A few days ago our daughter arrived with three of her four children for a brief visit. The challenges of a busy active family has not made such a visit possible in the summer for a number of years, but they managed to tuck this one into a full summer schedule. There were multiple purposes, but a primary one was for me to share with my 14 and 16 year-old granddaughters how to can peaches (also review it for my daughter). A second key purpose was for our 12 year-old grandson to be able to spend time with my husband practicing shooting his .22 rifle and throwing a hatchet in preparation for competition at a Brigade camp in a few weeks.
This year Ohio has had perfect weather for peach trees to produce an abundant harvest of delicious juicy peaches. Since it has been a few years since weather conditions were just right, I was certain I could get peaches for the task. The challenge would be to find the cling-free peaches I would need that hit the exact ripeness needed for the day we scheduled to do the job.
Several Amish ladies at our local orchard helped me select the very best ones and a few days ago we enjoyed this special memory-making time. It reminded me of another day a few years ago when my daughter-in-law invited me to teach her the same skill with a bit of help from her daughter (our oldest granddaughter).
Growing up on our family farm in Ohio meant I experienced a very busy summer each year. My father’s garden was full of an abundant assortment of vegetables and fruit. There were berry bushes and fruit trees as well. Whether the task was freezing, canning, jelly-making, or pickling, I was taught all of them and worked alongside my mother as an apprentice of sorts from June through September.
I am not sure I would have counted it a gift then. It was all a part of our life and the life of all my aunts, uncles, and cousins. As a new wife and mother, I continued some of those traditions for a number of years. Then when I started teaching full-time and our children had busier schedules, I set it all aside. My parents lived just two miles away and they blessed us with some of these gifts of preserved fruits and vegetables for some years also.
Peach season was a favorite one of mine back then. My mother never looked at the task of canning several bushels of peaches as a burden, but much like the Proverbs 31 woman she saw it as a way to provide healthy food for her family. I recall so well watching my mother do all the peeling of the peaches. Her hands soon dripped with juice as she laughingly told me that she had to eat any bruised spots and often offered one to me.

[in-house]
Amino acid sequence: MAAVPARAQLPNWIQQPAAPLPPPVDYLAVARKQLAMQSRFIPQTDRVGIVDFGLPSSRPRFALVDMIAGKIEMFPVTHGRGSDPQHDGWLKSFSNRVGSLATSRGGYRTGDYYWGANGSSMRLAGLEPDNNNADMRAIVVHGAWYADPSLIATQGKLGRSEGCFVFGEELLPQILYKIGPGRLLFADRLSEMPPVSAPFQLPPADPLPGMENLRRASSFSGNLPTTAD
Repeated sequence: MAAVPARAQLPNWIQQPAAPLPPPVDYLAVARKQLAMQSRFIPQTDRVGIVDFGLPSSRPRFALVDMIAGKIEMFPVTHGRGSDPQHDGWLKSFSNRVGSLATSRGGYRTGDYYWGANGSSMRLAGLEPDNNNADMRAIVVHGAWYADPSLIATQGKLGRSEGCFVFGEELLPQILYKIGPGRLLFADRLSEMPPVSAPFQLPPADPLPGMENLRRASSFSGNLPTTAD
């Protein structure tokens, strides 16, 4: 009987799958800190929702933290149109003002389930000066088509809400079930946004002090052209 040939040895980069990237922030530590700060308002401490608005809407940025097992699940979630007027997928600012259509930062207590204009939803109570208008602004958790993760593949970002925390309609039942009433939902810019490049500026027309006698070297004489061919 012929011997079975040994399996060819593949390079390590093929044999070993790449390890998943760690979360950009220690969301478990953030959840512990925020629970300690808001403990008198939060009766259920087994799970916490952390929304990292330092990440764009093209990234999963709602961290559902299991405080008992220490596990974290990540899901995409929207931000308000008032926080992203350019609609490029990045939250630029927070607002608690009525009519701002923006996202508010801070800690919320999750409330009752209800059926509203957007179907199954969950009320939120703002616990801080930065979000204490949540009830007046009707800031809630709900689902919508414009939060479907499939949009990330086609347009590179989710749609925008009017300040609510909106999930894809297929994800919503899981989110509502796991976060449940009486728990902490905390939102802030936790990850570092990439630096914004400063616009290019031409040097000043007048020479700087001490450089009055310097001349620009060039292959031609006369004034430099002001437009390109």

As I set about canning peaches a few days ago, I needed to brush off my dusty memories of some of the specifics. (My daughter who had helped me years ago did so as well.) My two granddaughters had no idea what to expect, but as we got into the project each watched with a keen set of eyes and joined in with the various steps involved.
By the end of the process, they admired the peaches arranged row-by-row in the glass jars as they enjoyed how they helped make the end product happen.
As they traveled home and talked about the time, my granddaughters expressed surprise at how relational the whole process was (unlike many kitchen duties). Helping each other at each step, laughing and chatting about the task and other odds and ends made the work at hand go faster.
How often we rush about looking for the quickest and fastest way to prepare and serve up food for our families much of the time! It can even be hard to have everyone home to eat dinner together many days. Days when canning were a common part of life were busy, but they also bonded the women together that shared in the experience.
The end result? They had not only beautiful jars of peaches on their shelves, but also a rich relational heritage.
My granddaughters joined that legacy a few days ago and I have no doubt they will smile when they open the first jar of peaches later this winter they helped to can. I am also sure that my mother would smile broadly as well to know the heritage she gave me has passed to two more generations beyond me.